Events and photos

Satellite images show massive damage in Tonga archipelago after volcanic eruption and tsunami

  • An image from space of the Tonga volcano during its eruption.

    AFP

  • Areas around the volcano site are covered with volcanic ash.

    Reuters

  • Volcano smoke as it extends to large parts of the island.

    AFP

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New satellite images were released yesterday, showing the devastation of the Tonga islands, with large areas covered in ash and dust, or destroyed by a tsunami, in what appears to be the Honga-Tonga-Hunga-Hapai volcano, which erupted on Saturday as almost completely submerged in the Pacific Ocean.

Three days after the eruption of the volcano that caused the tsunami and killed three people in Tonga, according to the United Nations, the extent of the damage is still unknown in this small kingdom of 100,000 people isolated from the world after the sea wire connecting it to the Internet was cut off.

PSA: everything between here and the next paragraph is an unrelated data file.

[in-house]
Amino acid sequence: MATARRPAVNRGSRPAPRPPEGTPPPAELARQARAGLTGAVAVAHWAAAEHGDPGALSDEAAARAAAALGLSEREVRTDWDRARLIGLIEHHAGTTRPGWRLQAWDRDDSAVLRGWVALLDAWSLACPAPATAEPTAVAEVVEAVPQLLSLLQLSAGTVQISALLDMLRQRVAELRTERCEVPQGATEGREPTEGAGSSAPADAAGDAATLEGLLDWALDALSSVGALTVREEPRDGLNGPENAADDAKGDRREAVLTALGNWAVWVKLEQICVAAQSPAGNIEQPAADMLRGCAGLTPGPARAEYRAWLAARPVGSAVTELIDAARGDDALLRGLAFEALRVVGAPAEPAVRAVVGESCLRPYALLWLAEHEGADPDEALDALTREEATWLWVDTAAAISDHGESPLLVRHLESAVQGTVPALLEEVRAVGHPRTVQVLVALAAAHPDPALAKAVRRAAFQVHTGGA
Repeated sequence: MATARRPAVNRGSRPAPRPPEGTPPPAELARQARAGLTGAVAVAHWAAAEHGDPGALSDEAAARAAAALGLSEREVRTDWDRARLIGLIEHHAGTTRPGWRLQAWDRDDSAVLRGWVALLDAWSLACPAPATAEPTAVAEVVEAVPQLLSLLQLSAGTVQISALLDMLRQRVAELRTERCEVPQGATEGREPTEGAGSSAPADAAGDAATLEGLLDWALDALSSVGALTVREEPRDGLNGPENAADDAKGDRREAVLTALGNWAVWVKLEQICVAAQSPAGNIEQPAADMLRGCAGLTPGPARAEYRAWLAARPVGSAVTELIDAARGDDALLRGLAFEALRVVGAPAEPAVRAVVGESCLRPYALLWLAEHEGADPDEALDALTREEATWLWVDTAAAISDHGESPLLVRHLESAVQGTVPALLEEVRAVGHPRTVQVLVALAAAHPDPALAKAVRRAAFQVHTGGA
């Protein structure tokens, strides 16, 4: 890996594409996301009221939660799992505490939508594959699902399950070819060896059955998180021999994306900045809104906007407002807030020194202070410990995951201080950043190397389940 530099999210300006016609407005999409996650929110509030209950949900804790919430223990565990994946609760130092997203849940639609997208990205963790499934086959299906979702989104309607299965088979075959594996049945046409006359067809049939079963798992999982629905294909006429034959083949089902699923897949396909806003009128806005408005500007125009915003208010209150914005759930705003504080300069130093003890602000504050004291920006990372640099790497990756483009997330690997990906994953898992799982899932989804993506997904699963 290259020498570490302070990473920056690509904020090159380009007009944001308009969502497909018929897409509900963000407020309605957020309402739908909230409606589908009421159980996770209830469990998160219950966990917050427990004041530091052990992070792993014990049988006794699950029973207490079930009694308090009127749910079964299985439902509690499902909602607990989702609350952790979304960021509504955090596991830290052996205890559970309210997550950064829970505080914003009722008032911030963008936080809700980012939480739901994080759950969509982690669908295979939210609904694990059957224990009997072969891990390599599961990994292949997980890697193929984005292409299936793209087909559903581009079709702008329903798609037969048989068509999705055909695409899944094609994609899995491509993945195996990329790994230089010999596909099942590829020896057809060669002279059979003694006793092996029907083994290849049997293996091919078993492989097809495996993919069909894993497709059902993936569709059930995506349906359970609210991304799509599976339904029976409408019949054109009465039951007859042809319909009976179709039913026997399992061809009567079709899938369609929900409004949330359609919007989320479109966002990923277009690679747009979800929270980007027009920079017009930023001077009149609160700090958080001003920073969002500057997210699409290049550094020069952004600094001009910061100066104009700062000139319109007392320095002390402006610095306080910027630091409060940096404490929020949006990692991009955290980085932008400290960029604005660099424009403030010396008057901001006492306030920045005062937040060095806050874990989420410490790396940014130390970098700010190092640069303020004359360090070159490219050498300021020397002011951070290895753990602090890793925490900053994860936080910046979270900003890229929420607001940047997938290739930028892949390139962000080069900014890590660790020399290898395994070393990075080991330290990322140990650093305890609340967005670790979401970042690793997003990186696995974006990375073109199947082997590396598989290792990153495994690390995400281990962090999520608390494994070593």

The eruption of the volcano, which reverberated as far as Alaska, more than nine thousand kilometers away, was the largest recorded in recent decades, with the formation of a mass of smoke 30 kilometers high that dispersed ash, gas and acid rain in the Pacific region, and was immediately followed by a tsunami.

The Tonga government said in a statement, the day before yesterday, that waves 15 meters high had been recorded in the archipelago.

The capital, Nuku'alofa, whose residents fled to the heights, smashed into flooded homes while rocks and ash fell from the air.

The government said in a tweet that three people had died and several others were injured, describing the eruption of the volcano as an "unprecedented disaster".

Among the victims was a 50-year-old Briton, Angela Glover, who was swept away by the tsunami after trying to rescue the dogs of an animal shelter she runs.

Pictures published by "Maxar Technologies" show a large area of ​​water covering a large part of the site of the volcano, which was above sea level before its eruption.

• The eruption of the volcano, which reverberated as far as Alaska, more than nine thousand kilometers away, is the largest recorded in recent decades, with the formation of a mass of smoke 30 kilometers high that dispersed ash, gas and acid rain in the Pacific region.

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